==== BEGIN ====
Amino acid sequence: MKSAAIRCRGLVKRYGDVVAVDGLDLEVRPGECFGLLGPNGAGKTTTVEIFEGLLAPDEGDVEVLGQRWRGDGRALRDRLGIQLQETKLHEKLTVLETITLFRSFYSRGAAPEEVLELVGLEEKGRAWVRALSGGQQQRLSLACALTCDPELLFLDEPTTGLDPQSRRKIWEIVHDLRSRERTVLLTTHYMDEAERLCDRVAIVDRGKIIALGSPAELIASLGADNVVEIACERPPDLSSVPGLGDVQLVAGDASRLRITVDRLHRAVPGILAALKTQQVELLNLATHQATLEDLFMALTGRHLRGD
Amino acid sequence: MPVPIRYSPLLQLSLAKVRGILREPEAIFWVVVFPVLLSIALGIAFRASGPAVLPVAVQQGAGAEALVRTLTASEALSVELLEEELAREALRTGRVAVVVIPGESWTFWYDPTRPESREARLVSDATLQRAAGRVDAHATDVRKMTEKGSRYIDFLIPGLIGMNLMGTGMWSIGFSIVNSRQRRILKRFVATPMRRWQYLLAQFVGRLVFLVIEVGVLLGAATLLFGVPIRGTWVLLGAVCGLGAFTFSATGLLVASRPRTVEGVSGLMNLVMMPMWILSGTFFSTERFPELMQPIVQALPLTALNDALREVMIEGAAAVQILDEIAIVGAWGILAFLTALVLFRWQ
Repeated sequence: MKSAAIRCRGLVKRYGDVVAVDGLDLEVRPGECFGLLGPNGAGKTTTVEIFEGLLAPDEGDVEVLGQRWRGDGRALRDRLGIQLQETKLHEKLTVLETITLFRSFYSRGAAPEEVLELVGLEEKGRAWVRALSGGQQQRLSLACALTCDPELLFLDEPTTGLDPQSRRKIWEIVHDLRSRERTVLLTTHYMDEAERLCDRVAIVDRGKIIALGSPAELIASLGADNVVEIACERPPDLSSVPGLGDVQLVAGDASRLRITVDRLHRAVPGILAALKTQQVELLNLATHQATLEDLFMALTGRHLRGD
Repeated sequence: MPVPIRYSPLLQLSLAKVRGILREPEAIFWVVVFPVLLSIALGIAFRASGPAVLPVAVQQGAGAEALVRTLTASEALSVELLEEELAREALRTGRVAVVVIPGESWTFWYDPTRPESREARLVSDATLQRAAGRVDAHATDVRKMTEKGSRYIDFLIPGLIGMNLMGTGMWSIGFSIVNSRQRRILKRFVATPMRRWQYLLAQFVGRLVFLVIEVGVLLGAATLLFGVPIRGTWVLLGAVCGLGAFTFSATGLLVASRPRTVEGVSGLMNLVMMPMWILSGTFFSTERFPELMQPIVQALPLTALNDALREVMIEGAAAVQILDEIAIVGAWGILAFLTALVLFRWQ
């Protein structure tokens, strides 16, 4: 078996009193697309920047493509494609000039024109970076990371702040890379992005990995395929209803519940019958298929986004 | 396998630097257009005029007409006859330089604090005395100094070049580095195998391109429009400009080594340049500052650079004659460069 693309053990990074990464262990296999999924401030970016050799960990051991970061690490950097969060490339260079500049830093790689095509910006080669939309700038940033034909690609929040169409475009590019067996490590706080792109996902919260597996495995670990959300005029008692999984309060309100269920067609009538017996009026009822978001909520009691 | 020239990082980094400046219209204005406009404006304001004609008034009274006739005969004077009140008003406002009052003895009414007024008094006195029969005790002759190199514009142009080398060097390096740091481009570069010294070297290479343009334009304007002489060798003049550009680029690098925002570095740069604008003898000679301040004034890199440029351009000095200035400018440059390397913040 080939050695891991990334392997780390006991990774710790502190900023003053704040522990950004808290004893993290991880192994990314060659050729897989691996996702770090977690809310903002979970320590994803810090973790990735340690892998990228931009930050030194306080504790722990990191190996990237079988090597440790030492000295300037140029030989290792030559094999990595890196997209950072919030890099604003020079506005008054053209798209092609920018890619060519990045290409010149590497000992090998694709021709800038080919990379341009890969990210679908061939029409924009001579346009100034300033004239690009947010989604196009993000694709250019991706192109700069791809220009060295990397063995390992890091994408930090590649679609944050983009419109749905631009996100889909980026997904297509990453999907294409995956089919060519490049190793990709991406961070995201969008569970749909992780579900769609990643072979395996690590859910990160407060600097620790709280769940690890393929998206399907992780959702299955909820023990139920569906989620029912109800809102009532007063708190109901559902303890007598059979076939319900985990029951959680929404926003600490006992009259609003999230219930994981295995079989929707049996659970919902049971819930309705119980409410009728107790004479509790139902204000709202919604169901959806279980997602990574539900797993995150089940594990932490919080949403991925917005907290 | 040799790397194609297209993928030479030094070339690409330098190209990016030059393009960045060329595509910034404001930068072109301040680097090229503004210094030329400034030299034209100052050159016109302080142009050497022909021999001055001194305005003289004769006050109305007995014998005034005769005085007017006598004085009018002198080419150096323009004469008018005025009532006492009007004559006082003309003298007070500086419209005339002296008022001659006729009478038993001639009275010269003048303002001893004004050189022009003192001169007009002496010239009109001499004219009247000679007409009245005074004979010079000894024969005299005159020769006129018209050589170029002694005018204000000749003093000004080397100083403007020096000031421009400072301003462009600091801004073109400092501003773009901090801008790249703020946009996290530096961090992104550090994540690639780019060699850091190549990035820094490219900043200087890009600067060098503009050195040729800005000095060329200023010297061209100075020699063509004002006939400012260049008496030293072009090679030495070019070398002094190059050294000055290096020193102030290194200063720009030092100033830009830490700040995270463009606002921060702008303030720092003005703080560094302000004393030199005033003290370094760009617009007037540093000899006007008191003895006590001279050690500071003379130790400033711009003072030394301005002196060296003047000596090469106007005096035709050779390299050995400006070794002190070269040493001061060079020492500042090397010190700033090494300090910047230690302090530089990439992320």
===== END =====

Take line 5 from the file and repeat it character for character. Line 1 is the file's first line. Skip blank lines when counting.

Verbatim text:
């Protein structure tokens, strides 16, 4: 078996009193697309920047493509494609000039024109970076990371702040890379992005990995395929209803519940019958298929986004 | 396998630097257009005029007409006859330089604090005395100094070049580095195998391109429009400009080594340049500052650079004659460069 693309053990990074990464262990296999999924401030970016050799960990051991970061690490950097969060490339260079500049830093790689095509910006080669939309700038940033034909690609929040169409475009590019067996490590706080792109996902919260597996495995670990959300005029008692999984309060309100269920067609009538017996009026009822978001909520009691 | 020239990082980094400046219209204005406009404006304001004609008034009274006739005969004077009140008003406002009052003895009414007024008094006195029969005790002759190199514009142009080398060097390096740091481009570069010294070297290479343009334009304007002489060798003049550009680029690098925002570095740069604008003898000679301040004034890199440029351009000095200035400018440059390397913040 080939050695891991990334392997780390006991990774710790502190900023003053704040522990950004808290004893993290991880192994990314060659050729897989691996996702770090977690809310903002979970320590994803810090973790990735340690892998990228931009930050030194306080504790722990990191190996990237079988090597440790030492000295300037140029030989290792030559094999990595890196997209950072919030890099604003020079506005008054053209798209092609920018890619060519990045290409010149590497000992090998694709021709800038080919990379341009890969990210679908061939029409924009001579346009100034300033004239690009947010989604196009993000694709250019991706192109700069791809220009060295990397063995390992890091994408930090590649679609944050983009419109749905631009996100889909980026997904297509990453999907294409995956089919060519490049190793990709991406961070995201969008569970749909992780579900769609990643072979395996690590859910990160407060600097620790709280769940690890393929998206399907992780959702299955909820023990139920569906989620029912109800809102009532007063708190109901559902303890007598059979076939319900985990029951959680929404926003600490006992009259609003999230219930994981295995079989929707049996659970919902049971819930309705119980409410009728107790004479509790139902204000709202919604169901959806279980997602990574539900797993995150089940594990932490919080949403991925917005907290 | 040799790397194609297209993928030479030094070339690409330098190209990016030059393009960045060329595509910034404001930068072109301040680097090229503004210094030329400034030299034209100052050159016109302080142009050497022909021999001055001194305005003289004769006050109305007995014998005034005769005085007017006598004085009018002198080419150096323009004469008018005025009532006492009007004559006082003309003298007070500086419209005339002296008022001659006729009478038993001639009275010269003048303002001893004004050189022009003192001169007009002496010239009109001499004219009247000679007409009245005074004979010079000894024969005299005159020769006129018209050589170029002694005018204000000749003093000004080397100083403007020096000031421009400072301003462009600091801004073109400092501003773009901090801008790249703020946009996290530096961090992104550090994540690639780019060699850091190549990035820094490219900043200087890009600067060098503009050195040729800005000095060329200023010297061209100075020699063509004002006939400012260049008496030293072009090679030495070019070398002094190059050294000055290096020193102030290194200063720009030092100033830009830490700040995270463009606002921060702008303030720092003005703080560094302000004393030199005033003290370094760009617009007037540093000899006007008191003895006590001279050690500071003379130790400033711009003072030394301005002196060296003047000596090469106007005096035709050779390299050995400006070794002190070269040493001061060079020492500042090397010190700033090494300090910047230690302090530089990439992320």